Businesses are advertising on Facebook more – ten times more, to be exact. This is more than simply another channel for businesses and brands to reach internet users and peddle wares – although the fact that Facebook is the web’s top-ranked site doesn’t hurt. (Political races have already felt a limited impact of Facebook ads – recall that in 2008, a $51 ad buy helped a Dartmouth college student win a county treasurer race, and 2010 Congressional candidates are building their follower lists now.)
So leaving aside the obvious reason of the network’s large – and growing – audience, what has been driving the rapid growth of Facebook’s ad platform?
1. Budget justification through analytics, flexibility, and (most important) measurable results
The internet has been to advertising what the Moneyball approach has been to baseball – it allowed stat-crunchers and analysts to break down real-world activity into numbers, and optimize their activities according to what yielded the best results. (This had, of course, been going on as long as advertising had been around, but the internet allowed for more variables and more precise measurements.)
Like any successful online ad platform, Facebook allows advertisers to examine what trends work and what don’t, and change things like creative and targeting accordingly. This is what has made Google the world’s biggest advertising company.
It’s especially important for Facebook because, as ubiquitous as the site is, many businesses are concerned about dipping a toe in Lake Facebook. Put another way, the question for the budget-masters to ask themselves is: What if we built a Facebook page, and no one likes us? Having a dead Facebook page is worse than having no Facebook page at all.
Facebook ads can give advertisers and brand managers ammunition to go to these budget managers and identify key, reachable metrics to justify not only the ad flight, but an entire Facebook strategy.
Another page from the Google playbook for online advertising is the ease with which anyone can build a Facebook ad. It requires creativity, strategy, and writing skill, but you don’t have to be a technological genius.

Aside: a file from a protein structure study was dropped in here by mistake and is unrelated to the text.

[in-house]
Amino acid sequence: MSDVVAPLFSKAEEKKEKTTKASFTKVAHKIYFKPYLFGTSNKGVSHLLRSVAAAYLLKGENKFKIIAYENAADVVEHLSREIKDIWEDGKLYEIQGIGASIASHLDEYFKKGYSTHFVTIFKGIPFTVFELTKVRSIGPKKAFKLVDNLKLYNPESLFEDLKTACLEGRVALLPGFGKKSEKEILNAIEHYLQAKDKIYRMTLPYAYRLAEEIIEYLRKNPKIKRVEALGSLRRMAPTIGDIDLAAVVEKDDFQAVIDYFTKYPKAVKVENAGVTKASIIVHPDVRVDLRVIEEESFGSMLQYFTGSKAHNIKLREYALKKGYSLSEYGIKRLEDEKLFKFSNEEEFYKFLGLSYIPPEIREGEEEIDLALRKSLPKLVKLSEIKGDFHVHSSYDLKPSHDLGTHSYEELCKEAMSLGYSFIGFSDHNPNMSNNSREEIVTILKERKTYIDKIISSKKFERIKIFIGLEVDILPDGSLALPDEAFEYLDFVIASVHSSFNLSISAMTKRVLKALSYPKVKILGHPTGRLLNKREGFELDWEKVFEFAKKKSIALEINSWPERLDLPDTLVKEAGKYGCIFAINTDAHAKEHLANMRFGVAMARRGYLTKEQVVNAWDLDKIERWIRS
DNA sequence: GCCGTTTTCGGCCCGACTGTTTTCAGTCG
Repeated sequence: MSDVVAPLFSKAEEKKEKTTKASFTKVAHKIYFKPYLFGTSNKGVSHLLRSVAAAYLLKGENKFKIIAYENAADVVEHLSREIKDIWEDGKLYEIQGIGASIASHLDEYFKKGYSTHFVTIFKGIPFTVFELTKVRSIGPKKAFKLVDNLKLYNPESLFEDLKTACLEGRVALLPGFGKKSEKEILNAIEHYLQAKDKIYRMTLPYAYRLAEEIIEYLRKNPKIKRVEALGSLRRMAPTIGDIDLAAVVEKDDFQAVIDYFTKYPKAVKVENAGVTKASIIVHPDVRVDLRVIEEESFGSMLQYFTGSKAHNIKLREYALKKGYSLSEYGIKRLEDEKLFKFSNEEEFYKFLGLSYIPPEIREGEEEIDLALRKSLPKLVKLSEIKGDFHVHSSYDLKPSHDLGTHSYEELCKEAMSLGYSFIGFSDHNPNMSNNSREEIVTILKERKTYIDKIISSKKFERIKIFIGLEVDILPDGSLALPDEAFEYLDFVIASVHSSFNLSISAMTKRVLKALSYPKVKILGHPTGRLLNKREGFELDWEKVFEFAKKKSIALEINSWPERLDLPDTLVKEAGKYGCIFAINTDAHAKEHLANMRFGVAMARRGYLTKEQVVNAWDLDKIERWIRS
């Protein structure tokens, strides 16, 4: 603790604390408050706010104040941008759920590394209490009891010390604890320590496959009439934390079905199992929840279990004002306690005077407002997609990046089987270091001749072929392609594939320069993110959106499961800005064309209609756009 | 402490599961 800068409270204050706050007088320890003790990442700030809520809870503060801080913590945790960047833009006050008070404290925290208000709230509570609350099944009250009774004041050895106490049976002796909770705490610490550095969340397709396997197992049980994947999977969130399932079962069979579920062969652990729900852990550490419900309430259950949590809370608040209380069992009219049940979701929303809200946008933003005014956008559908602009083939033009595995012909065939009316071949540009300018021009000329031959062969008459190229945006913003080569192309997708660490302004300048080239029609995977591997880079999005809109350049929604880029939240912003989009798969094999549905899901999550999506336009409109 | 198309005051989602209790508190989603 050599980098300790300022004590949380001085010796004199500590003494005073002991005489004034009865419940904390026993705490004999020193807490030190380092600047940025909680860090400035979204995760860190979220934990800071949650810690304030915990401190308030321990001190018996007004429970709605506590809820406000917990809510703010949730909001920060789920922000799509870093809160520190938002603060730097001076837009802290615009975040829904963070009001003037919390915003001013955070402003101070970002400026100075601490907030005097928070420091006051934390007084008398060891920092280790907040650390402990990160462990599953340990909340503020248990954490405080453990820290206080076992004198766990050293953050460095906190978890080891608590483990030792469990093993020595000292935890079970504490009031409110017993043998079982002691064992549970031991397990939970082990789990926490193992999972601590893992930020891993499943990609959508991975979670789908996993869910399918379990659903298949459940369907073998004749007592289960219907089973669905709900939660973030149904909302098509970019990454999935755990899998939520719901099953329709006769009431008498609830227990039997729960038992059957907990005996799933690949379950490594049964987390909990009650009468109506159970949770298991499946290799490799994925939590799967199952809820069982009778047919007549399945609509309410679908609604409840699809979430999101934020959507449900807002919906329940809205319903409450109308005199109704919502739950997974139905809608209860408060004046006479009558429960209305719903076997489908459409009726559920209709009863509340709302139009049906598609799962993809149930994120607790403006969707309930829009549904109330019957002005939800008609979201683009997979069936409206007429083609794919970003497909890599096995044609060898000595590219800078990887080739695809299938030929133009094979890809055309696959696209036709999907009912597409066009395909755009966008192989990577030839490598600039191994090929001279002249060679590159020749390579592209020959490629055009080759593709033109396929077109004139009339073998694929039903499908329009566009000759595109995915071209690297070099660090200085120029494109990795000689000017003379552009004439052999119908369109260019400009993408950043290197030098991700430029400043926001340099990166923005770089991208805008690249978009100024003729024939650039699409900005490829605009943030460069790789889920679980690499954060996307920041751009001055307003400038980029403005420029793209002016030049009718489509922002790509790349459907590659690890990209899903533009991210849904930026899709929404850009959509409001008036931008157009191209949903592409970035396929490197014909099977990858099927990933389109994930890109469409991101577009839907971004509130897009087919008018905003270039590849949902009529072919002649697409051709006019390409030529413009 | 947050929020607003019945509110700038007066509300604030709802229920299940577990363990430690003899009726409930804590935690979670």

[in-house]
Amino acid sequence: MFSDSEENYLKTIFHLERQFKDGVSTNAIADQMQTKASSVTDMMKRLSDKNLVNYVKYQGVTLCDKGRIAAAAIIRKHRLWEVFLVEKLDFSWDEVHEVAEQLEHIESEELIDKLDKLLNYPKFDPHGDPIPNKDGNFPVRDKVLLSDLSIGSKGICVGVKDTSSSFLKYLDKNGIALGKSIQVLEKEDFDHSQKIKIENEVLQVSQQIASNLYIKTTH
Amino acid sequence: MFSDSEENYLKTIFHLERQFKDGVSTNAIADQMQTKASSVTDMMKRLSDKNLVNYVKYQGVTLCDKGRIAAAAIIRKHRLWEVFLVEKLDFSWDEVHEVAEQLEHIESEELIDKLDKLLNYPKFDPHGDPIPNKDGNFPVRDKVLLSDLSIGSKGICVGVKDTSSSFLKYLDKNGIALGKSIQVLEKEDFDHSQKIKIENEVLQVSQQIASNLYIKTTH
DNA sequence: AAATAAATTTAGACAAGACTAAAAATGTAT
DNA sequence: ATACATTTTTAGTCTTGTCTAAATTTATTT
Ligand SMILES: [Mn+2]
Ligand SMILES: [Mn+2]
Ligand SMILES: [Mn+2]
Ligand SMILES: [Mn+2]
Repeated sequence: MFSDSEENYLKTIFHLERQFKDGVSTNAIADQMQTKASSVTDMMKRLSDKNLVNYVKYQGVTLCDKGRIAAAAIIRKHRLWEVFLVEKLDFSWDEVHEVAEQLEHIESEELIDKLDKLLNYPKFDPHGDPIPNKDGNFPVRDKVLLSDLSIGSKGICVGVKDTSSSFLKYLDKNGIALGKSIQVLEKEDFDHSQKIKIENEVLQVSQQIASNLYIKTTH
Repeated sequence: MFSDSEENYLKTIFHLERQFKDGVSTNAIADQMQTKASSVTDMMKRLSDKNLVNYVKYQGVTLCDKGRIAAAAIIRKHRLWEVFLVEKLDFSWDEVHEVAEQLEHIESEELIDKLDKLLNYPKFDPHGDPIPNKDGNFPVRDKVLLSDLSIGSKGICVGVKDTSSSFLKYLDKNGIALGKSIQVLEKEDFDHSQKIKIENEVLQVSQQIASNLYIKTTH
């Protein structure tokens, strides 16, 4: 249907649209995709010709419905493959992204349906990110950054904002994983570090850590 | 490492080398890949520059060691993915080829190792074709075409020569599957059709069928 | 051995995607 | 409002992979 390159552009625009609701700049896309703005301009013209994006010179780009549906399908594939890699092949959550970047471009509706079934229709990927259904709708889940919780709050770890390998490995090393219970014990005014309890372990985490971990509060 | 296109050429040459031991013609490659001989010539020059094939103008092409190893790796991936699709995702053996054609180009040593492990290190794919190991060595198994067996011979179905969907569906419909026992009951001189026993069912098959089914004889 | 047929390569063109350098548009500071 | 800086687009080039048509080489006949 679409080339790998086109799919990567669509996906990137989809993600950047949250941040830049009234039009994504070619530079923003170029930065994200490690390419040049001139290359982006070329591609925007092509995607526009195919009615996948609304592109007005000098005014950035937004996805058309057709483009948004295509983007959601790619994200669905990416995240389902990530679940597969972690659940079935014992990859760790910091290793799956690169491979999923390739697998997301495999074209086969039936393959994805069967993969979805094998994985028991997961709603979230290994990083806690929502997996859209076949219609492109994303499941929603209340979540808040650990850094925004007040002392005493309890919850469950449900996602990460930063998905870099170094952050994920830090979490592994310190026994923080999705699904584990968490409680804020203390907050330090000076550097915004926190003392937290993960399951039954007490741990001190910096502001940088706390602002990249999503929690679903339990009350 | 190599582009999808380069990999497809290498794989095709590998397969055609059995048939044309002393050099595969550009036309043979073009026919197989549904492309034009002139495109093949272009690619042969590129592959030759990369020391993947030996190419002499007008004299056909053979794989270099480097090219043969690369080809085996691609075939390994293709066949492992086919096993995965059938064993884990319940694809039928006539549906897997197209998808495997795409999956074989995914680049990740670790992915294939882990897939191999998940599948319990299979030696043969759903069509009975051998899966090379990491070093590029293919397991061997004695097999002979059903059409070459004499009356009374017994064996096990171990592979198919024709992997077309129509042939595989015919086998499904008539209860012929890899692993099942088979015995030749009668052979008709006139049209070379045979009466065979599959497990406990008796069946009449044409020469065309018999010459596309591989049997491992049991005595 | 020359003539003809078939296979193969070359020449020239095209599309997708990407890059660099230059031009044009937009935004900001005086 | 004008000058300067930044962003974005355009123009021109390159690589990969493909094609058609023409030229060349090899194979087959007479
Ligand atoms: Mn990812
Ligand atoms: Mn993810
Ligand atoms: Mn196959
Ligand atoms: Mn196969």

This is important for two reasons. First, if you’re in the business of selling ads (either directly or as part of an overall brand or issue management strategy), the advertising model is easy to understand and sell to a potential client.
Second, it expands the universe of potential advertisers. Local businesses could target users in their neighborhood with limited buys that are put together the same way as the ads of a national brand like Old Spice. Like Google, Facebook makes very powerful advertising tools accessible to small businesses and individuals as well as large companies.
3. Peer pressure
The first two drivers of Facebook’s ad success involve its adoption of features that Google and other networks perfected; the next two involve advantages Facebook enjoys over Google search advertising. The first and most obvious is the “like” feature on ads, which allows users to see whom among their friends has clicked on it. This is a small feature, but it taps into what has always been the driving force of activity on Facebook: the idea that people get most of their information from their friends. That’s a big reason why Facebook drives more web traffic to news and other sites than Google. By leveraging peer pressure where it can, Facebook gives its ads that much more impact.
The platform also allows advertisers to target friends of existing members of fan pages or group members. For instance, if my friend likes Organizing for America, then OFA can direct an ad at me, figuring that I might be a potential supporter as well.
4. Attractive ads
Back in the early days of online advertising, display ads checkered websites the way print ads checker newspapers and magazines. Google’s search ads were less attractive but more effective, since they were based on a user’s searches and interests. There were no pictures, because that would have only cluttered the space.
Facebook’s text ads with a small thumbnail both draw the eye and allow for some illustration of the brief message. Facebook ads require the same pithy writing as Google ads, but the small picture makes a big difference.
Facebook’s ad prices haven’t grown with its user base, so it has remained a cheap cost-per-click option for advertisers. That, combined with an extremely flexible pricing structure, results in a platform that lends itself to very limited and easy ad flights. This allows for a $10 or $20 test campaign – low enough that curious individuals can run one on their own, or front the costs on a project for a client and work on a contingency basis. That low barrier of entry that promotes experimentation helps win over new advertisers – and, once they figure the platform out, gives them a reason to stay.